Let’s look for the value, the “profit” in all of scripture!

Alden Thompson – Jesus Solves All the Problems in Your Bible

Alden Thompson – Jesus Solves All the Problems in Your Bible

I located this video today, and while I’m not blogging much these days, I wanted to share it.  Alden was one of my teachers at Walla Walla College when I was in the Biblical Languages program there.  I now publish his book Who’s Afraid of the Old Testament God?, now in it’s fourth edition.

There will be some references to specifically Seventh-day Adventist events and issues, but the majority of the material here relates to controversies that will be familiar to all of us.

And no, I didn’t post this just because he mentions me and says a couple of nice things about me.

On Character, Discontent, and the Old Testament

On Character, Discontent, and the Old Testament

I have somewhat of a tradition of reflecting somewhere on my blogs about books I am about to publish. So today I want to look at Allan R. Bevere’s new book The Character of Our Discontent.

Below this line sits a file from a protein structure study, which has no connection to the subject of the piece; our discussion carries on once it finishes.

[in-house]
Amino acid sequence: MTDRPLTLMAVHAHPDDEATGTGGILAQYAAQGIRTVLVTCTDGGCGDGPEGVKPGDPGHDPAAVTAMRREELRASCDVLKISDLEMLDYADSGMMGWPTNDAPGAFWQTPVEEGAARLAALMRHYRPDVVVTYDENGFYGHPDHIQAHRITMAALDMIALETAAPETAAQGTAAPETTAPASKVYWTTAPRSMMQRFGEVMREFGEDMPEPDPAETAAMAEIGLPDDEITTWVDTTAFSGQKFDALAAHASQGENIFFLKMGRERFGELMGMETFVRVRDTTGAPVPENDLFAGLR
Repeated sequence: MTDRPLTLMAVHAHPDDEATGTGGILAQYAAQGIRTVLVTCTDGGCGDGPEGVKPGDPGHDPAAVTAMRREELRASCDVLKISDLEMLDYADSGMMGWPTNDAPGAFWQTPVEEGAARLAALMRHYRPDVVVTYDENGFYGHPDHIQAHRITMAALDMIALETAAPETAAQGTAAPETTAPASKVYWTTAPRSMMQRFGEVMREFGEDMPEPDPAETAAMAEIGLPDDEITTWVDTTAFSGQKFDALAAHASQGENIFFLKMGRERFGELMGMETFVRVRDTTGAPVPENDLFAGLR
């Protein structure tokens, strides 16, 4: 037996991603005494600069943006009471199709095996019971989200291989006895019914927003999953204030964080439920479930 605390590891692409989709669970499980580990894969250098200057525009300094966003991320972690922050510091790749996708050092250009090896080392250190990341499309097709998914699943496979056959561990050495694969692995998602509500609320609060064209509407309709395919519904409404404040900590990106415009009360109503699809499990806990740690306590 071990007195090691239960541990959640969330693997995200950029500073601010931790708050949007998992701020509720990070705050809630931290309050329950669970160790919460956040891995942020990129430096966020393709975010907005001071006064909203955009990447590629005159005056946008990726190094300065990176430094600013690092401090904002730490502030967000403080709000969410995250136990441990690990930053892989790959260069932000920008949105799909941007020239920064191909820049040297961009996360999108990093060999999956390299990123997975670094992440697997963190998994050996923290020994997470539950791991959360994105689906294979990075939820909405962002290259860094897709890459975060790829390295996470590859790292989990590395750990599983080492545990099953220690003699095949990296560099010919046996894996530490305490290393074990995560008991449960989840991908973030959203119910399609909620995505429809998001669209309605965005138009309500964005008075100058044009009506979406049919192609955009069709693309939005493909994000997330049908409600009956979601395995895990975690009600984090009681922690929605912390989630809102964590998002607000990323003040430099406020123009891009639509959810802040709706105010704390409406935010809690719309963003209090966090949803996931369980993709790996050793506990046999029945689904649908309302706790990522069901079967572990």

Allan is a primarily New Testament trained preacher who has decided to take on some major passages in the Old Testament in preaching to his congregation. In turn, he has collected them to share with others.

My friend Alden Thompson, who is author of Who’s Afraid of the Old Testament God?, also from my company, generally leads off weekends of discussion of the Old Testament with a litany of the reasons that people don’t like the Old Testament. He then takes a look at the Old Testament in the New, and especially in the teachings of Jesus and then he’ll say something like: “So you may not like the Old Testament, but Jesus did!” Now he says it so nicely that nobody is offended, but he certainly catches people’s attention.